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Amac Expands Mx Footprint With New Hangar

Download: Printable PDF Date: 10 Oct 2015 12:04 (UTC) categories:
Amac Expands Mx Footprint With New Hangar - Maintenance / Trainings publisher
Tatjana Obrazcova
Country: Switzerland Aircraft: Airplanes
Source: AIN

Building on its reputation as a completions specialist, Switzerland-based Amac Aerospace is taking on a growing portfolio of maintenance work. The company expanded the scope of its work when it secured FAA repair station status in June and will open a fourth hangar at its Basel headquarters by year-end.

So far this year, Amac’s maintenance team has been busy handling heavy base checks for a mix of airliner-class private and head-of-state aircraft, including a pair of Airbus A320s, an A340, an A330-200, an A319, a couple of Boeing Business Jets and a 777-200. It has also worked on a Bombardier Global Express operated by a head-of-state flight department.

In many cases, owners elect to combine maintenance with projects to improve cabin interiors and the installation of new equipment. For instance, in late September, a private A320 arrived in Basel for a landing-gear overhaul and seat refurbishment. Another A320 operator took advantage of a heavy base maintenance check to upgrade the aircraft’s satellite communications and cabin connectivity.

 Like a lot of non-U.S. maintenance providers, Amac faced a long delay in getting FAA-approved repair station status rooted in U.S. government restrictions imposed on foreign repair stations. “When this policy changed there was a long line of companies trying to get approved, and so we had to wait,” explained Amac COO Bernd Schramm. In the end, the approval did not involve any significant additional requirements beyond the company’s existing EASA certification.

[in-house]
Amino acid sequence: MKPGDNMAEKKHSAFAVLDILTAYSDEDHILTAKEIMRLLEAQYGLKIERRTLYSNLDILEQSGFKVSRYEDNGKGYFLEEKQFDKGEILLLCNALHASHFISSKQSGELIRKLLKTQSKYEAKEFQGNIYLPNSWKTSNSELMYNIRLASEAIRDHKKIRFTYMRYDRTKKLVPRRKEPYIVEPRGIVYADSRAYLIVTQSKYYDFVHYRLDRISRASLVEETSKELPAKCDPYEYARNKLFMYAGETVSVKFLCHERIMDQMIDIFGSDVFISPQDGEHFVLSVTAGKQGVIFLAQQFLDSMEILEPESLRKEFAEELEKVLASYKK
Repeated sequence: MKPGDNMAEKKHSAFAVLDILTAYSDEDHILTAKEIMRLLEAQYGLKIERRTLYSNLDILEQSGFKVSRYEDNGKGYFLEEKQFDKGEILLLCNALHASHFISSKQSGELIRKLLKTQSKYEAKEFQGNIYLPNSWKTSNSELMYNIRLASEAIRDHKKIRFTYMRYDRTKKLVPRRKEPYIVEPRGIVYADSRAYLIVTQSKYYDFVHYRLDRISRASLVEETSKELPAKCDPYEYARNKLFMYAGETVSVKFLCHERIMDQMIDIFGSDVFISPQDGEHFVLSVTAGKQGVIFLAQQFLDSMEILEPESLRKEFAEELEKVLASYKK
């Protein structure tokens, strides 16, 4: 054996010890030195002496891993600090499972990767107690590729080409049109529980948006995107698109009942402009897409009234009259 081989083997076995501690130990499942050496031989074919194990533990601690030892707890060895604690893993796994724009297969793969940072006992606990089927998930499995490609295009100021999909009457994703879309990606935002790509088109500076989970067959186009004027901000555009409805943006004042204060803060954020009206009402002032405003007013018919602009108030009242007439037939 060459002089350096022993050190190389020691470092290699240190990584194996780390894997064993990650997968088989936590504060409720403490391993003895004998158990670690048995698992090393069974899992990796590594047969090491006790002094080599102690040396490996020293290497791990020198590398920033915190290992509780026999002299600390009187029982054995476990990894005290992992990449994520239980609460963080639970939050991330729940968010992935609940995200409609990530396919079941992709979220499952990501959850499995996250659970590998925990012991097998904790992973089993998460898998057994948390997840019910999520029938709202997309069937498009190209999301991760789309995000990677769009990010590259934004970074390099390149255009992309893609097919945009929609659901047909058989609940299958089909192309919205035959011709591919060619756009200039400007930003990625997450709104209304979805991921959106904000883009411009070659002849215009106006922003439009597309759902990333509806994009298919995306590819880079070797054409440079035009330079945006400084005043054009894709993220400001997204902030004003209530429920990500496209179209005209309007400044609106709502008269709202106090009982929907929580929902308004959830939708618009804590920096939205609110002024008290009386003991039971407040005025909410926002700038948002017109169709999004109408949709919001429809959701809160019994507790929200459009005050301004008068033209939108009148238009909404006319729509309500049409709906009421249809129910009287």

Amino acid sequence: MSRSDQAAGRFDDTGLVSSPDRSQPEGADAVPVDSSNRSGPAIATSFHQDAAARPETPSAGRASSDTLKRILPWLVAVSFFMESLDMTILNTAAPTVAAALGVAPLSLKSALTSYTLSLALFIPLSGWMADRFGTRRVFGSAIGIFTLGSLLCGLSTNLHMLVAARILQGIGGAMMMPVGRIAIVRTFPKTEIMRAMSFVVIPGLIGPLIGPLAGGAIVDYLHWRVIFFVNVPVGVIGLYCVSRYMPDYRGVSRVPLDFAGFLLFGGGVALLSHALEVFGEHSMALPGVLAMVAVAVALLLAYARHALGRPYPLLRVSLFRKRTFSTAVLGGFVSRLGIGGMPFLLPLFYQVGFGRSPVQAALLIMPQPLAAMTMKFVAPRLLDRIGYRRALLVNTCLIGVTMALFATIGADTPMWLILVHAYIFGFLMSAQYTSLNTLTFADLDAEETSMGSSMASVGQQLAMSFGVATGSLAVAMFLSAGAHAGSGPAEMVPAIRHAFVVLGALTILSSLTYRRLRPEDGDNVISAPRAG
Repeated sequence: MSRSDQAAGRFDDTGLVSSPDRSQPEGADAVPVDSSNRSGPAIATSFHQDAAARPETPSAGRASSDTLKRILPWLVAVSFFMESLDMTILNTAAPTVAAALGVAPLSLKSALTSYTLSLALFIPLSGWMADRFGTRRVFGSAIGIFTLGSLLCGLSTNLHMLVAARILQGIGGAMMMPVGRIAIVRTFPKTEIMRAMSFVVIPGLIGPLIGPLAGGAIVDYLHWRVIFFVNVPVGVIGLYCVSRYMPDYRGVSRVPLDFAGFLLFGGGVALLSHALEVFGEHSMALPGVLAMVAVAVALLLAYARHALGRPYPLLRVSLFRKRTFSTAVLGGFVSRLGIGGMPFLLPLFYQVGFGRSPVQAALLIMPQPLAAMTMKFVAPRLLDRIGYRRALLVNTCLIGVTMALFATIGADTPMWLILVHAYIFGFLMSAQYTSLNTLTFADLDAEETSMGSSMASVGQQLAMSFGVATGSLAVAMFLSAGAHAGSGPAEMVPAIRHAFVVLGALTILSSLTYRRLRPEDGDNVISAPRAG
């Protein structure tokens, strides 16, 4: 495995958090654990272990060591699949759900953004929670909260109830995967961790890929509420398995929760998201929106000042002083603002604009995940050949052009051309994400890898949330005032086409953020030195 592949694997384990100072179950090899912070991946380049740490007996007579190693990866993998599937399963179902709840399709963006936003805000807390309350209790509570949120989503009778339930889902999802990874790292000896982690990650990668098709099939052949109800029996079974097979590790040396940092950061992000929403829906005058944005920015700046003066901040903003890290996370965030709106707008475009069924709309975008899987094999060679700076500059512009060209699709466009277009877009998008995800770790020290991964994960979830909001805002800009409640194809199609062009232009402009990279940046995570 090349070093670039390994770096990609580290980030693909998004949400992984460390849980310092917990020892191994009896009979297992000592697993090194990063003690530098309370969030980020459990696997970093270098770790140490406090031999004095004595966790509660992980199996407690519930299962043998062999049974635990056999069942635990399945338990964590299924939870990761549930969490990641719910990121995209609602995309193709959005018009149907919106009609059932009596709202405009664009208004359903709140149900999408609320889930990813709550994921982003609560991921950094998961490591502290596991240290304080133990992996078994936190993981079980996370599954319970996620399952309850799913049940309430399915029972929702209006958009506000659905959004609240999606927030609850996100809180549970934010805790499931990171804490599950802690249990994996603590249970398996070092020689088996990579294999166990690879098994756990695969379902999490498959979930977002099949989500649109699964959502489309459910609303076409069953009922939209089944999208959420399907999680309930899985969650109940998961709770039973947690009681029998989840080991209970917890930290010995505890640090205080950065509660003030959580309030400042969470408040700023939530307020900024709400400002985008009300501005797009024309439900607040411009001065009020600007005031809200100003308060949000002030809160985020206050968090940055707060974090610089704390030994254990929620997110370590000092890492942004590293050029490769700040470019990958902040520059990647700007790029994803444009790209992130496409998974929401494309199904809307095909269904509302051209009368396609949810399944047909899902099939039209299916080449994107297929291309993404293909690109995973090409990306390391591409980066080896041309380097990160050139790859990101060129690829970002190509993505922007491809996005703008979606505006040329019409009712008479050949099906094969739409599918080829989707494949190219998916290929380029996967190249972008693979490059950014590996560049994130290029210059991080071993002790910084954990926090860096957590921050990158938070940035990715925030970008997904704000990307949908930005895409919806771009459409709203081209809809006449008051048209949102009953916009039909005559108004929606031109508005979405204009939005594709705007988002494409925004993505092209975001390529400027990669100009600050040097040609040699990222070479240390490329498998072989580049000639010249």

The U.S. approval for the company’s Basel headquarters covers the same aircraft types: a mix of Airbus, Boeing, Bombardier and Gulfstream jets. It clears Amac to support N-registered aircraft based in Europe or being operated outside the U.S. Separately, Amac’s facility in Istanbul, Turkey, is currently awaiting FAA clearance.

Amac aspires to authorized service center status with one or more business aircraft manufacturers, but Schramm acknowledged that these OEMs are generally reluctant to add too many more new facilities in the same region. “On the completions side of our business we have established a good name for Amac and have shown that we can deliver high-quality projects on time,” he told AIN. “The same level of service is available for maintenance work and our customers feel they are in good hands.”

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